Financial service and payment providers are tapping into social interactions to facilitate financial transactions.
As social payment offerings grow more robust, millennials may opt out of traditional banking services entirely.
Late in 2018, Amazon worked to expand Amazon Pay from the digital-only space to physical brick-and-mortar gas stations and restaurants. The move coincided with a rollout of new cashless (and cashierless) Amazon Go stores.
While Amazon’s system is new, the digital wallet model isn’t, and consumers now prefer convenience to traditional point-of-sale transactions. Venmo launched nine years ago as one of the first social payment apps in the U.S., and incorporated social features into its interface. Users were required to caption their transactions with a comment or emoji, and could share publicly with whom they were transacting.
China-based AliPay launched 15 years ago and now has amassed more than 870 million active users. Through its financial partner, Ant Financial, AliPay users get much more than emojis. They can access wealth management services, loan applications, and credit scores. Other popular peer-to-peer payment apps include PayPal, Apple Pay, Square’s Cash App, and Google Pay. The most advanced players seek to embed seamless functionality into the customer experience, including chat applications.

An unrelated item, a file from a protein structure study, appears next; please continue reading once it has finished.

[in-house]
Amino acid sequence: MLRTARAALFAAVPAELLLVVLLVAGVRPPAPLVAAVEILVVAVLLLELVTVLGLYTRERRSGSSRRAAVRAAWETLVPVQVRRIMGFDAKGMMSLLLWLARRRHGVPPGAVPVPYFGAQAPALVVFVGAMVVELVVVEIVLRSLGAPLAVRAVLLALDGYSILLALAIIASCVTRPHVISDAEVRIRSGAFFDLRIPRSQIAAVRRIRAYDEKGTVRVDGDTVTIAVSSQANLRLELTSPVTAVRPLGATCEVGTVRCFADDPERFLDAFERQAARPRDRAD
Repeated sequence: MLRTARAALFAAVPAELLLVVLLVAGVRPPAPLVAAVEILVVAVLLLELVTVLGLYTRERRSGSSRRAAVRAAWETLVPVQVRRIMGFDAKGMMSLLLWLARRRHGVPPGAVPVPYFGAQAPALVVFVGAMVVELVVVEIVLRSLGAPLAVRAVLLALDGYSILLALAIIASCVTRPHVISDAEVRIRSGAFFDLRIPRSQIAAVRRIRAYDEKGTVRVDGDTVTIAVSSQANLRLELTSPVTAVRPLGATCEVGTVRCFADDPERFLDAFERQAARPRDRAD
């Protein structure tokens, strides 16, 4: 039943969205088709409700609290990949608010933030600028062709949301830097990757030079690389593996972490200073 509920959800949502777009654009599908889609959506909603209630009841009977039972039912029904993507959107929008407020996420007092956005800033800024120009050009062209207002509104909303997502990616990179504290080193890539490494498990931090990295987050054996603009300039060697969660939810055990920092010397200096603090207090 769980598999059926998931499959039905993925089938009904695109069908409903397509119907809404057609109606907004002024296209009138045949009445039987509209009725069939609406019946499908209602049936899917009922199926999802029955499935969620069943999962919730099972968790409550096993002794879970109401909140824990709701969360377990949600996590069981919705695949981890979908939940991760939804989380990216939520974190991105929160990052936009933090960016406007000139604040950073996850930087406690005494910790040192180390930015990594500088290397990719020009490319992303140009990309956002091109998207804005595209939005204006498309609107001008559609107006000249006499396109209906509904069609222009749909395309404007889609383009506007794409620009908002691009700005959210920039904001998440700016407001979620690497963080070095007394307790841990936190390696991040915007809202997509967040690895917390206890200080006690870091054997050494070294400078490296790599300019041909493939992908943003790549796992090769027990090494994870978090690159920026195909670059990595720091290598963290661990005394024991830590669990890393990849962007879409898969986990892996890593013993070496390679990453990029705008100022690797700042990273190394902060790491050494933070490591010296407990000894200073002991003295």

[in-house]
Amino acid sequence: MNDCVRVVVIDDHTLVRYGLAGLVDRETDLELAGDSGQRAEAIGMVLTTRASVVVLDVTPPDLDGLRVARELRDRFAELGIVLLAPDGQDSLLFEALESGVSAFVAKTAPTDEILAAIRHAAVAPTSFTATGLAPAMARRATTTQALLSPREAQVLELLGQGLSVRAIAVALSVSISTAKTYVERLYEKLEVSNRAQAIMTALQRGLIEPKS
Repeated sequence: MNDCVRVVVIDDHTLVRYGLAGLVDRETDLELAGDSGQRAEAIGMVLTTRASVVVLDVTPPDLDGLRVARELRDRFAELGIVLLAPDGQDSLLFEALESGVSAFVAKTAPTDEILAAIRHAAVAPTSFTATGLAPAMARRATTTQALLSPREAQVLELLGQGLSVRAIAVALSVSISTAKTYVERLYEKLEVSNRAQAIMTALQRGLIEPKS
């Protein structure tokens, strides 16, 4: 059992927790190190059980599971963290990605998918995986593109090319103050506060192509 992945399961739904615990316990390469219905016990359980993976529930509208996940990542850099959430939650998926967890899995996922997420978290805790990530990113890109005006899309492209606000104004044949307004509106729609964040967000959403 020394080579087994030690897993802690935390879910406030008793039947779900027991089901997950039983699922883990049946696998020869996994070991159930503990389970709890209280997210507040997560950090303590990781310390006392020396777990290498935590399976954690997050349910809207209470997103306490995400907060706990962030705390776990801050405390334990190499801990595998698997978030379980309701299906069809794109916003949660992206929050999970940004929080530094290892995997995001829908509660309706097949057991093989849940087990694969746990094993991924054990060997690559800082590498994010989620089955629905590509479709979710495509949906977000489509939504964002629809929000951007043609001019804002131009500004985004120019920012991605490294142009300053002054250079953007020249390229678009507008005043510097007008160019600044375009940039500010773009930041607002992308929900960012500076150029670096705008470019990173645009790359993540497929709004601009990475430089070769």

In the Chinese market, WeChat and Alipay drive mobile payment, thanks to a highly developed network of merchants that now accept chat-based payments. These apps blur the lines between sending money to a friend versus sending money to a store. What’s Next Late in 2019, Facebook launched Facebook Pay for WhatsApp, Instagram, and Facebook Messenger—Facebook Pay exists separately from Calibra, the company’s digital wallet, and its Libra cryptocurrency network.
We expect to see more integrations for social payment systems from the big tech companies in 2020.
Government regulation for all major tech companies is threatening to become more stringent in the wake of data breaches, privacy concerns, rampant fraud, and claims of antitrust violation. Social payment systems are a valuable way to transfer money, but they could face heightened scrutiny this year.
Alibaba, Amazon, Ant Financial, Apple, Baidu, Facebook, Google, Mastercard, Microsoft, PayPal, Tencent, Visa, WeChat.
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